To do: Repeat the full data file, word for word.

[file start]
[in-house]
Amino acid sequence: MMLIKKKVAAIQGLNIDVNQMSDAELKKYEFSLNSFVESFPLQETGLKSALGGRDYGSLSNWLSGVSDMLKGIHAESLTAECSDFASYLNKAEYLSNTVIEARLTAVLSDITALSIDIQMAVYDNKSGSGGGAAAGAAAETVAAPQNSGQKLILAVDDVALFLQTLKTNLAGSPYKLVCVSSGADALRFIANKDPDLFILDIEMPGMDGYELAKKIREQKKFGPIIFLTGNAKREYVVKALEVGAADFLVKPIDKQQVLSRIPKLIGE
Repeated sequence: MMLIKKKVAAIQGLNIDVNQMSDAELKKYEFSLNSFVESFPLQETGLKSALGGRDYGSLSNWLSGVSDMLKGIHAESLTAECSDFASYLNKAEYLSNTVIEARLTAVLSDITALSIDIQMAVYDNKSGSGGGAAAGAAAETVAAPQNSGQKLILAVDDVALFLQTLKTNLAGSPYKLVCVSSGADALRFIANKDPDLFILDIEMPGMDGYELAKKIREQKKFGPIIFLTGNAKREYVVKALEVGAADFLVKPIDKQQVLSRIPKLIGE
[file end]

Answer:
[in-house]
Amino acid sequence: MMLIKKKVAAIQGLNIDVNQMSDAELKKYEFSLNSFVESFPLQETGLKSALGGRDYGSLSNWLSGVSDMLKGIHAESLTAECSDFASYLNKAEYLSNTVIEARLTAVLSDITALSIDIQMAVYDNKSGSGGGAAAGAAAETVAAPQNSGQKLILAVDDVALFLQTLKTNLAGSPYKLVCVSSGADALRFIANKDPDLFILDIEMPGMDGYELAKKIREQKKFGPIIFLTGNAKREYVVKALEVGAADFLVKPIDKQQVLSRIPKLIGE
Repeated sequence: MMLIKKKVAAIQGLNIDVNQMSDAELKKYEFSLNSFVESFPLQETGLKSALGGRDYGSLSNWLSGVSDMLKGIHAESLTAECSDFASYLNKAEYLSNTVIEARLTAVLSDITALSIDIQMAVYDNKSGSGGGAAAGAAAETVAAPQNSGQKLILAVDDVALFLQTLKTNLAGSPYKLVCVSSGADALRFIANKDPDLFILDIEMPGMDGYELAKKIREQKKFGPIIFLTGNAKREYVVKALEVGAADFLVKPIDKQQVLSRIPKLIGE